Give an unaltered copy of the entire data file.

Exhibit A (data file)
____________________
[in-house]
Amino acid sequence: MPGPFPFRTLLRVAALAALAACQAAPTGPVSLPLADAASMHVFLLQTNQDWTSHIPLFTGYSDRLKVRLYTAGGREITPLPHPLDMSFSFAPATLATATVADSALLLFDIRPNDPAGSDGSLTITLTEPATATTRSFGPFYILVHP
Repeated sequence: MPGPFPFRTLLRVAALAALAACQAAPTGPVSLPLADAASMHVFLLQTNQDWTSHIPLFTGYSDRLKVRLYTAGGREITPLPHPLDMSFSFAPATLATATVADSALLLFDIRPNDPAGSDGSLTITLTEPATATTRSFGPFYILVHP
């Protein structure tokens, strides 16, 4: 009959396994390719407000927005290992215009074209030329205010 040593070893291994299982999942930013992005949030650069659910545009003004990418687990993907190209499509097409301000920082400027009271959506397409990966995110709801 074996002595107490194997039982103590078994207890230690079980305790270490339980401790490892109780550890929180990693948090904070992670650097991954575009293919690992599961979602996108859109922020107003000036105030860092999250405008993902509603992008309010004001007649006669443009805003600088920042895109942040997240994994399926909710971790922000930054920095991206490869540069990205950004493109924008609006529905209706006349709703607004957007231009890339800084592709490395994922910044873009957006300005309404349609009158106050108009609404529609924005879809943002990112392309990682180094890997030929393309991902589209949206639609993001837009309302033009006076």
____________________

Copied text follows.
[in-house]
Amino acid sequence: MPGPFPFRTLLRVAALAALAACQAAPTGPVSLPLADAASMHVFLLQTNQDWTSHIPLFTGYSDRLKVRLYTAGGREITPLPHPLDMSFSFAPATLATATVADSALLLFDIRPNDPAGSDGSLTITLTEPATATTRSFGPFYILVHP
Repeated sequence: MPGPFPFRTLLRVAALAALAACQAAPTGPVSLPLADAASMHVFLLQTNQDWTSHIPLFTGYSDRLKVRLYTAGGREITPLPHPLDMSFSFAPATLATATVADSALLLFDIRPNDPAGSDGSLTITLTEPATATTRSFGPFYILVHP
């Protein structure tokens, strides 16, 4: 009959396994390719407000927005290992215009074209030329205010 040593070893291994299982999942930013992005949030650069659910545009003004990418687990993907190209499509097409301000920082400027009271959506397409990966995110709801 074996002595107490194997039982103590078994207890230690079980305790270490339980401790490892109780550890929180990693948090904070992670650097991954575009293919690992599961979602996108859109922020107003000036105030860092999250405008993902509603992008309010004001007649006669443009805003600088920042895109942040997240994994399926909710971790922000930054920095991206490869540069990205950004493109924008609006529905209706006349709703607004957007231009890339800084592709490395994922910044873009957006300005309404349609009158106050108009609404529609924005879809943002990112392309990682180094890997030929393309991902589209949206639609993001837009309302033009006076």